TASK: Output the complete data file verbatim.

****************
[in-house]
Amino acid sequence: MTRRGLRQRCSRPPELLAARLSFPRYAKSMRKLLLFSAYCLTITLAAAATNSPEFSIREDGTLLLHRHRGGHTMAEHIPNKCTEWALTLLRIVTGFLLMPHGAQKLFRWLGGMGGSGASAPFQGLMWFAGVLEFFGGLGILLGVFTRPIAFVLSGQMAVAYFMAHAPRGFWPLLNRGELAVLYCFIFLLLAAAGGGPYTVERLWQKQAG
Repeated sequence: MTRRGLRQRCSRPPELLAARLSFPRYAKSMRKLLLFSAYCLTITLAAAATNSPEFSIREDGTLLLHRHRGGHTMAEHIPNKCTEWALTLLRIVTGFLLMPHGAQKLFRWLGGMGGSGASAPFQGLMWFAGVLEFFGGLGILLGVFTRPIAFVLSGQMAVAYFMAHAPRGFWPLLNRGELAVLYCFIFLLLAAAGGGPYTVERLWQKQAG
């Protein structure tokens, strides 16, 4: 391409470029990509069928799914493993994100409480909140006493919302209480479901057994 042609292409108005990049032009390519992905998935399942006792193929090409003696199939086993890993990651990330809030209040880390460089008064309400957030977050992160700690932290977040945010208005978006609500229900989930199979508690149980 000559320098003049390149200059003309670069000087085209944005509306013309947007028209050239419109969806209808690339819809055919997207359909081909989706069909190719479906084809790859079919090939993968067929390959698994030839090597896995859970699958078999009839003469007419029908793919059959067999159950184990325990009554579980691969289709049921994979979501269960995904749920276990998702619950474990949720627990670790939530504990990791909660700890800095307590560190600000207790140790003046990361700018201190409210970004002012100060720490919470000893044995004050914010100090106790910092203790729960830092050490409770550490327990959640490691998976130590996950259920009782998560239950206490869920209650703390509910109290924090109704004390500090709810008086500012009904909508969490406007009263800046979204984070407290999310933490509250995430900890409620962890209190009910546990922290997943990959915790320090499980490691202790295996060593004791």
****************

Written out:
[in-house]
Amino acid sequence: MTRRGLRQRCSRPPELLAARLSFPRYAKSMRKLLLFSAYCLTITLAAAATNSPEFSIREDGTLLLHRHRGGHTMAEHIPNKCTEWALTLLRIVTGFLLMPHGAQKLFRWLGGMGGSGASAPFQGLMWFAGVLEFFGGLGILLGVFTRPIAFVLSGQMAVAYFMAHAPRGFWPLLNRGELAVLYCFIFLLLAAAGGGPYTVERLWQKQAG
Repeated sequence: MTRRGLRQRCSRPPELLAARLSFPRYAKSMRKLLLFSAYCLTITLAAAATNSPEFSIREDGTLLLHRHRGGHTMAEHIPNKCTEWALTLLRIVTGFLLMPHGAQKLFRWLGGMGGSGASAPFQGLMWFAGVLEFFGGLGILLGVFTRPIAFVLSGQMAVAYFMAHAPRGFWPLLNRGELAVLYCFIFLLLAAAGGGPYTVERLWQKQAG
């Protein structure tokens, strides 16, 4: 391409470029990509069928799914493993994100409480909140006493919302209480479901057994 042609292409108005990049032009390519992905998935399942006792193929090409003696199939086993890993990651990330809030209040880390460089008064309400957030977050992160700690932290977040945010208005978006609500229900989930199979508690149980 000559320098003049390149200059003309670069000087085209944005509306013309947007028209050239419109969806209808690339819809055919997207359909081909989706069909190719479906084809790859079919090939993968067929390959698994030839090597896995859970699958078999009839003469007419029908793919059959067999159950184990325990009554579980691969289709049921994979979501269960995904749920276990998702619950474990949720627990670790939530504990990791909660700890800095307590560190600000207790140790003046990361700018201190409210970004002012100060720490919470000893044995004050914010100090106790910092203790729960830092050490409770550490327990959640490691998976130590996950259920009782998560239950206490869920209650703390509910109290924090109704004390500090709810008086500012009904909508969490406007009263800046979204984070407290999310933490509250995430900890409620962890209190009910546990922290997943990959915790320090499980490691202790295996060593004791």